Editorial Page Editor
Via email: firstname.lastname@example.org
I was elated by the Tribune’s editorial that placed much needed perspective on the fact that football as a game must be changed. The evidence is past being presumptive any longer that a career of head banging blows may lead to deliberating brain disease known as chronic traumatic encephalopathy or CTE.
My only disappointment was that you did not relate the game changing requirements that are necessary to Illinois’ own effort to prevent injury and disease through State Rep Carol Sente (D-Vernon Hills) House Bill which would limit the amount of tackling that youths could participate in, on a weekly basis. Is this the only answer to stopping the problem? No. However, the public (read: parents) must begin the slow educational process that allowing children to play sports should never put them at risk for preventable injury.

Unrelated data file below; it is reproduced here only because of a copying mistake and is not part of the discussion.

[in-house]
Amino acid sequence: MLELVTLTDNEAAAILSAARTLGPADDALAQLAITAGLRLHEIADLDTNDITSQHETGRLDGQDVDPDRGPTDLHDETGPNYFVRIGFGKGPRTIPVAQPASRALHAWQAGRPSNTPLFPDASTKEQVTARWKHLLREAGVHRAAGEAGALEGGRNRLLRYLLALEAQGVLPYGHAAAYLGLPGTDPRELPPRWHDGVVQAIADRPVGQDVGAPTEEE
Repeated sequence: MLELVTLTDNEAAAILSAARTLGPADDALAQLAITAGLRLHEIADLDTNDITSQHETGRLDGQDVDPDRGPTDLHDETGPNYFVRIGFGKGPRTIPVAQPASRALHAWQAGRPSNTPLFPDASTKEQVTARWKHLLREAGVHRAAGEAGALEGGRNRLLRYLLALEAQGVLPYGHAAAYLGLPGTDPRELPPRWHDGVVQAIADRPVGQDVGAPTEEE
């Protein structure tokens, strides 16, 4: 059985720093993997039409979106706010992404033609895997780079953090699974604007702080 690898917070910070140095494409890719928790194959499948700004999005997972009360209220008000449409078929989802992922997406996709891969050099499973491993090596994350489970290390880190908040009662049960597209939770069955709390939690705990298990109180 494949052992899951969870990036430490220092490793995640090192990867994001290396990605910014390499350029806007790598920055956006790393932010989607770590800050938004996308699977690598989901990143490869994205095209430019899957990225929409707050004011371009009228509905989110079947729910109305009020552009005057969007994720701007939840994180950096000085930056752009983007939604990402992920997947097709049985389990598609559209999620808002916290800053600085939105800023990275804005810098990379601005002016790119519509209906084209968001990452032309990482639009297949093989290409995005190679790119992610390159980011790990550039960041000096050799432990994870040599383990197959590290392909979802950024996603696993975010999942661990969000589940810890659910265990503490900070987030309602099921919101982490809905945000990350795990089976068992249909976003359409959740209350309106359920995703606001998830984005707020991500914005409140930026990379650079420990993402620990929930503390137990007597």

CTE is a preventable injury and one that no member of the public or any parent should ever tolerate as being considered a risk of the sport. This logic is flawed, detrimental and harmful.
Look at what the game of baseball did to protect our children. It enacted BBCOR standards to dumb down lethal metal bats to slow down the exit speed of a baseball from the bat. These metal bats now perform to the same standard as wood bats thereby protecting defenseless young pitchers who could not physically react in the time stop a screaming baseball from crushing an unprotected skull. Since these enactments went into effect, there has been a nary a case where a pitcher has been beaned. Baseball became safe overnight and the risk of playing returned to sprained ankles and knees from a hard slide as opposed to paralysis, death, deafness or blindness.
Illinois has a golden chance to set an example for the game of football and actually save kids’ lives.
Let’s not fumble the chance.
Antonio M. Romanucci
Romanucci & Blandin, LLC
Phone (312) 253-8600